When food conservation became mandatory in the United Sates during World War II, rather than just being encouraged as it was in WWI, daylight saving time was reinstated. Referred to as War Time, it spanned from early February until the end of September.

After the war Peace Time was back in effect and the issue of daylight saving time was handled on a local level. This led to a great deal of confusion as different locations were constantly operating at different times. The Uniform Time Act was passed in 1966 to solve the problem. States were given the option to opt out of daylight saving time if they passed proper ordinances.

With daylight saving no longer a federal mandate, some states have chosen not to observe it. Among the states that don’t currently participate in daylight saving are Arizona and Hawaii, with several U.S. territories choosing not to follow it as well. Arizona has such intense heat in daylight hours that it’s not considered a benefit for its residents.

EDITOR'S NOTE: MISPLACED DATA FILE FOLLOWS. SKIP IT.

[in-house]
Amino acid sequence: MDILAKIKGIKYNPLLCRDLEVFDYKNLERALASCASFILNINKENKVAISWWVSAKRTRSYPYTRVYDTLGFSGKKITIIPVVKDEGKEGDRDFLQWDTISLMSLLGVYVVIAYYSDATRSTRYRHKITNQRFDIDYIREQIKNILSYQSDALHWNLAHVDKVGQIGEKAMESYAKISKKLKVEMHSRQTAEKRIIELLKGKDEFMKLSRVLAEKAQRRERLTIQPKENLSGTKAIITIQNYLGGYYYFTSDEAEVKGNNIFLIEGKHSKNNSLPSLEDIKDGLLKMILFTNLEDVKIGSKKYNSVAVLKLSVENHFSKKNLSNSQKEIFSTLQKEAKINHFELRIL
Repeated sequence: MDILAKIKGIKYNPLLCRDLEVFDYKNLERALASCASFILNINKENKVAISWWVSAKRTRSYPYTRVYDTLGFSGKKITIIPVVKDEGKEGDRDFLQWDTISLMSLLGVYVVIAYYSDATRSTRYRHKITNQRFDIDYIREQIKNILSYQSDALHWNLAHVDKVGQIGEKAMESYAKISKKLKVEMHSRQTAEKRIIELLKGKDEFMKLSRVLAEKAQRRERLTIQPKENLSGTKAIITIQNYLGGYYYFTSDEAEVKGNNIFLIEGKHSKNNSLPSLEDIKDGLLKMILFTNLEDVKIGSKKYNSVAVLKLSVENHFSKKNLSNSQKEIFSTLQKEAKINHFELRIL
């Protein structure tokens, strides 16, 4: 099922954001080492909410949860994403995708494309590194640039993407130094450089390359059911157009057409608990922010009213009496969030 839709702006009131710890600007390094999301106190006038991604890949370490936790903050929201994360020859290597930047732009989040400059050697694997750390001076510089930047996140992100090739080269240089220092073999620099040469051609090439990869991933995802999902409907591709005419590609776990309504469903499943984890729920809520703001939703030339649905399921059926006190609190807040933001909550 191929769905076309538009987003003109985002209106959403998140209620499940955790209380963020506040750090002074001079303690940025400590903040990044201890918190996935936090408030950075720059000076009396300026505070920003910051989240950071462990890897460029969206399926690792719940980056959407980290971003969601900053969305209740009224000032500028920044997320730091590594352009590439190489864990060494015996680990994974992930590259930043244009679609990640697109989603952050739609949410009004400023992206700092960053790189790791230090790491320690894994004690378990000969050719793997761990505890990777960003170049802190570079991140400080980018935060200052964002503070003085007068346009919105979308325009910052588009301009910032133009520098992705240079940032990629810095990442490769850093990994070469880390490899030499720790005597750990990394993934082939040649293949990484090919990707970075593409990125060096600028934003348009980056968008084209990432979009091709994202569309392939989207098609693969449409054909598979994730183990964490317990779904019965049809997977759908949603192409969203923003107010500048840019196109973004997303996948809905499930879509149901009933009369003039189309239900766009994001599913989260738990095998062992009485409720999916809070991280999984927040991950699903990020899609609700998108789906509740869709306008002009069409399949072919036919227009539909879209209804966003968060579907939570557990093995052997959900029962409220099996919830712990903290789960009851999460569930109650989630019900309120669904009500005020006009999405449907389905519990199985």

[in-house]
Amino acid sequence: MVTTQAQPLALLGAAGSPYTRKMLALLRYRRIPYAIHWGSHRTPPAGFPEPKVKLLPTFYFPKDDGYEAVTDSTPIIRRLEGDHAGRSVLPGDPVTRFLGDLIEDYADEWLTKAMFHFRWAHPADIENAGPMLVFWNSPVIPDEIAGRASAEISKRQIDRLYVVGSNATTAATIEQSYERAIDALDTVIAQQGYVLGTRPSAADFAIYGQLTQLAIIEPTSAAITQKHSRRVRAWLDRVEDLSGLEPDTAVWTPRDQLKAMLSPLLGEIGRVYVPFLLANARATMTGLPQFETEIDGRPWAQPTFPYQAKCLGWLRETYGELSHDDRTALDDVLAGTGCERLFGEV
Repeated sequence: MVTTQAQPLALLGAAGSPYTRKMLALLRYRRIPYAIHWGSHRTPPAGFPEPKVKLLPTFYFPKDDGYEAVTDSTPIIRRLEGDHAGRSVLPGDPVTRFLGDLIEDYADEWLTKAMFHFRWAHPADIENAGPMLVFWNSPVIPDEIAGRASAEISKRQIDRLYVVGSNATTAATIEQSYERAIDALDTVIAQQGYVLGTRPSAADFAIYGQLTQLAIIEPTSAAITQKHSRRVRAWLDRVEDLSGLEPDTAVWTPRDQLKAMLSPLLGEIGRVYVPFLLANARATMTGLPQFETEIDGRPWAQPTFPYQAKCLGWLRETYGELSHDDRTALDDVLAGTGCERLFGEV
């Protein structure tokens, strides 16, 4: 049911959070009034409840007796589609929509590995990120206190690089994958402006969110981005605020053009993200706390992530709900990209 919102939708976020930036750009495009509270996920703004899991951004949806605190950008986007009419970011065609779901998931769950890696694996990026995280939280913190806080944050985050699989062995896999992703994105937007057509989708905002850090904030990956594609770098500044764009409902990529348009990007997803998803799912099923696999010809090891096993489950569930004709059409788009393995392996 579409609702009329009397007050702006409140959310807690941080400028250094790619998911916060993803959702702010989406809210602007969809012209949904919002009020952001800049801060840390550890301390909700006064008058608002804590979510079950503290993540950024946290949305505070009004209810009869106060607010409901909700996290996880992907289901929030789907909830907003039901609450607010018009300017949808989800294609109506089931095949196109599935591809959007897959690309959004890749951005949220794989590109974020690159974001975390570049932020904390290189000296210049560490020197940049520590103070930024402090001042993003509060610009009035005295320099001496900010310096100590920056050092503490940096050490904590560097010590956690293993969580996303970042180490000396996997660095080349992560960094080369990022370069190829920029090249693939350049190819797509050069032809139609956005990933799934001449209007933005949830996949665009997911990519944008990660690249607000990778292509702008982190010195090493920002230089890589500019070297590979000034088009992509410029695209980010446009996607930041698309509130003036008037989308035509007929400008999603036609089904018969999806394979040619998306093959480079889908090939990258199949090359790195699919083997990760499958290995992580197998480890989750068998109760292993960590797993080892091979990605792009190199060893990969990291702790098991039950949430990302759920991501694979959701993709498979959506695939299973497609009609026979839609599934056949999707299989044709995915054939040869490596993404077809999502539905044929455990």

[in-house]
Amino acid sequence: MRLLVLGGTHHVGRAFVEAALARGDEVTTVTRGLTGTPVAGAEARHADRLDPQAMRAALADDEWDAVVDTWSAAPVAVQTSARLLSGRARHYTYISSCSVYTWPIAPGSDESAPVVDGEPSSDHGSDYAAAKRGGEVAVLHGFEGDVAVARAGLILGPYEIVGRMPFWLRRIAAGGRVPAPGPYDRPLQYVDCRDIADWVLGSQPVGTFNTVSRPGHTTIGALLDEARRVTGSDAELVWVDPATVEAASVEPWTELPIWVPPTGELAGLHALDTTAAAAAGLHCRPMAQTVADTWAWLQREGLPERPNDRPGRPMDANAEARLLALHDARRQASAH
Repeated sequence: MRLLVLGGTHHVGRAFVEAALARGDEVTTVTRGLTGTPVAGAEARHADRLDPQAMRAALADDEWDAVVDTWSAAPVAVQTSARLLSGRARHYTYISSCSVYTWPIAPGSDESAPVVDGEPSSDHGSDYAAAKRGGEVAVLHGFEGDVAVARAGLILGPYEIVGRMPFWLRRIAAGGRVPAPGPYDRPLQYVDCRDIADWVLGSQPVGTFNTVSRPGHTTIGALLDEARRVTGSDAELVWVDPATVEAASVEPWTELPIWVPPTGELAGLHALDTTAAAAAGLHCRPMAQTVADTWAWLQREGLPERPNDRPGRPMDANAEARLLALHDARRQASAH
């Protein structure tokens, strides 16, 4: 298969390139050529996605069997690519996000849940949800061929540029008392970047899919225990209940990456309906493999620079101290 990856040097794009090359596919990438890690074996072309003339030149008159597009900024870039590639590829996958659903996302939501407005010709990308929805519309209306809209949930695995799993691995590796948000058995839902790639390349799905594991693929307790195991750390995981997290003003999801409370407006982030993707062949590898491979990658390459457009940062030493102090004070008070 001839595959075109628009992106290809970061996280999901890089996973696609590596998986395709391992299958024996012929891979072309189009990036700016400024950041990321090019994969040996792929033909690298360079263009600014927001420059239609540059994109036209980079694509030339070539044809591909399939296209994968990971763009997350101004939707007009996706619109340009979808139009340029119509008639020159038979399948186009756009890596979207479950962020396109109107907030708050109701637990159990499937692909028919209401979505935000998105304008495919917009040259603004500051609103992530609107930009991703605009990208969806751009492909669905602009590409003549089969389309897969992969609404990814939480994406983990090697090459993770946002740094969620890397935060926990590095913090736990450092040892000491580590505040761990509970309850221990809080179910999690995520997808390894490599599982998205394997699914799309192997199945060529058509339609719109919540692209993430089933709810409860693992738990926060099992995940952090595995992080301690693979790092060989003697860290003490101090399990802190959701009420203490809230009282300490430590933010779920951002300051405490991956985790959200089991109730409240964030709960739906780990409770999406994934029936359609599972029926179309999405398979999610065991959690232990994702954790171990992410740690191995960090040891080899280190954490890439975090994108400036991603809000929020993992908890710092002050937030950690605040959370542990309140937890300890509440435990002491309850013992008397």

As for Hawaii, its location is closer to the equator that gives them more consistent days year round. They wouldn’t be gaining, or losing, many daylight hours by observing the time change.

Daylight saving time is observed in many countries all over the world, though the time frame for it varies. In the United States it ran from the last Sunday in April to the first Sunday in October until the Energy Policy Act was passed in 2005. 

As of 2007, daylight saving now runs from the second Sunday in March until the first Sunday in November.